Gâteau St. Honoré can be made in lots of different ways. The foundation is usually made of puff pastry, short crust, pâte à choux or a combination thereof. Huh? A combination? Yup. The most typical combo is a base of puff pastry with a layer of choux on the top, which is what I’m going to do. I happen to have a large ball of puff pastry scraps in the freezer and they’ll be perfect for the job (since I want the richness but not necessarily all the height). A normal sheet of puff pastry will work great, too. You’ll just need to prick it (“dock” it) with a fork.
As for the filling, it can be whipped cream, pastry cream, ganache, chiboust (pastry cream plus Italian meringue), or — you guessed it — just about any combination of those, put down in layers. I’m going for the chiboust, mainly because it’s going to be hot where I’m taking this, and I want something that’ll hold up for an hour or so before it’s eaten. Also we haven’t done it before. You’ll need:
Preheat your oven to 450 degrees Fahrenheit. On a floured board, roll out the puff pastry into a thin sheet about 11″ across. Lay a 10″ circular for on top and cut around it with a pizza cutter, making a circle. Transfer the circle to a parchment-lined baking sheet pan, dock it with a fork and put the pan in the refrigerator to rest.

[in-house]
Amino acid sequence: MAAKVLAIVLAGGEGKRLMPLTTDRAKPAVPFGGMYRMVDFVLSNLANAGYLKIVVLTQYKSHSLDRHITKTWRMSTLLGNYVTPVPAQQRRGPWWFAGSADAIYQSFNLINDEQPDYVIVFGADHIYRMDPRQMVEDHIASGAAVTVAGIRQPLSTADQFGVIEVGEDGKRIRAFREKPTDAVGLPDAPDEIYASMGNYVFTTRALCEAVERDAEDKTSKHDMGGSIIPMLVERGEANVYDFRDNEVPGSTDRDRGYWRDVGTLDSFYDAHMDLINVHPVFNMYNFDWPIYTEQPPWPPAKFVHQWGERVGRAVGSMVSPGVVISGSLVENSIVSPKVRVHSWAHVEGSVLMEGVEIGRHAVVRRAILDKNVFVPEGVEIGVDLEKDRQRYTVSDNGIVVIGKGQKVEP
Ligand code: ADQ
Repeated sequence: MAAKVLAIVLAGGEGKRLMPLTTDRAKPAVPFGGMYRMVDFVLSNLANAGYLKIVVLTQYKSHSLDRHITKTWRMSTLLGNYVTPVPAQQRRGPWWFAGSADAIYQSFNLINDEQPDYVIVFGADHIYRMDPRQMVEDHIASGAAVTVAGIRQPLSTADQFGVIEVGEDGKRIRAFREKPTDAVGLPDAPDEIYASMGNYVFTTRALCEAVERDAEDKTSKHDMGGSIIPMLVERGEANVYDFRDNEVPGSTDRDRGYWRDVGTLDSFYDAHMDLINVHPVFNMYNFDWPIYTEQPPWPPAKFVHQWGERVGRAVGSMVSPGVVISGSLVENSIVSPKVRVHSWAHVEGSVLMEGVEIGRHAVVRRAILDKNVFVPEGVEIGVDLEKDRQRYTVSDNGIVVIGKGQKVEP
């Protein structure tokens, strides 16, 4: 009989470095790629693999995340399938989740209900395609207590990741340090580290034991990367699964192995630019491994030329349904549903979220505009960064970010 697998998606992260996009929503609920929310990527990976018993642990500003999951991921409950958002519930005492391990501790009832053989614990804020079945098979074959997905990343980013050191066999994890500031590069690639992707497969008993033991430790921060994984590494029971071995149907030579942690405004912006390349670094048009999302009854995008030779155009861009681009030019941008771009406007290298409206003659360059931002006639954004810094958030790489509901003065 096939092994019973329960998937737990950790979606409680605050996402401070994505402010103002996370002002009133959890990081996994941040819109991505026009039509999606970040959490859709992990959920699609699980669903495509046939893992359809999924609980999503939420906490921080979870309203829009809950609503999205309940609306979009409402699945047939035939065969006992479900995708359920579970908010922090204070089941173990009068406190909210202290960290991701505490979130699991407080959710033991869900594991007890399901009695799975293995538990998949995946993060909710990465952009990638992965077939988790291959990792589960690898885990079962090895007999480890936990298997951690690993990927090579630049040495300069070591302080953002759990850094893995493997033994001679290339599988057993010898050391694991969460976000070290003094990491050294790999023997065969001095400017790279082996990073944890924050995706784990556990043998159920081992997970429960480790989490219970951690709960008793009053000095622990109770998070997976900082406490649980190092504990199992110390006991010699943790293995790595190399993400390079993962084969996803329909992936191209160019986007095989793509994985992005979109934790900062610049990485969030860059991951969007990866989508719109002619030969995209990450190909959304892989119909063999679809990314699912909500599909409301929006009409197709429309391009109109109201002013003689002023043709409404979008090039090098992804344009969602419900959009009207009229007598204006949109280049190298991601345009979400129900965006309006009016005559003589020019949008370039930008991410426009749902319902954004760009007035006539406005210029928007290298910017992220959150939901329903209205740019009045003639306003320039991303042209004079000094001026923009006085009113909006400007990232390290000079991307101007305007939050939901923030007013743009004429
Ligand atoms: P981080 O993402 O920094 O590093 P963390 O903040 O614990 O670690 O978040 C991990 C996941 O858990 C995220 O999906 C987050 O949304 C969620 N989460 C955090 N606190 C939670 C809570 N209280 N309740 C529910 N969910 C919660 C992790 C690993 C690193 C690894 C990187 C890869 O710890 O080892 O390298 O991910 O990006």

Prepare the choux and load it into a pastry bag fitted with just the collar, no tip. Remove the puff pastry from the refrigerator and pipe a line of choux around the edge of the circle. Next, on a separate parchment-lined sheet, pipe about 18 small puffs. With the remaining batter, pipe a spiral of choux in the center of the tart. Bake both sheets for 10 minutes (with a wooden spoon handle stuck into the oven door to allow moisture to escape), then lower the temperature to 400. After about five minutes the puff should be done. Remove them from the oven and allow them to cool. The larger pastry might take the full 15. When it’s good and dark, remove it from the oven and let it cool completely.
The base and puffs will keep for a day or overnight at room temperature. They can even be frozen if you wish, carefully covered in plastic.
When ready to assemble, load the pastry cream into a pastry bag fitted with either a long Bismarck tip, or some other skinny tip that will allow you to poke through the bottom of the puffs and fill them. Then, fill the cream puffs (but not to much).
Next prepare the caramel and leave a low flame under it so it doesn’t cool completely and harden. Have a parchment-lined baking sheet nearby. When the caramel is ready, CAREFULLY dip the tops of the cream puffs into the hot caramel and set them — caramel side down — on the parchment-lined sheet. When the last puff has been dipped, return to the first one (it should be cool by now). Dip the bottoms of the puffs in caramel and stick them to the edge of the base, touching each other, all the way around.
Once that’s done, you’re ready to make the chiboust. Load it into a pastry bag without either a tip or a coupler, and pipe large blobs of the chiboust into the center in rows. Refrigerate the pastry until you’re ready to serve it, up to a full day.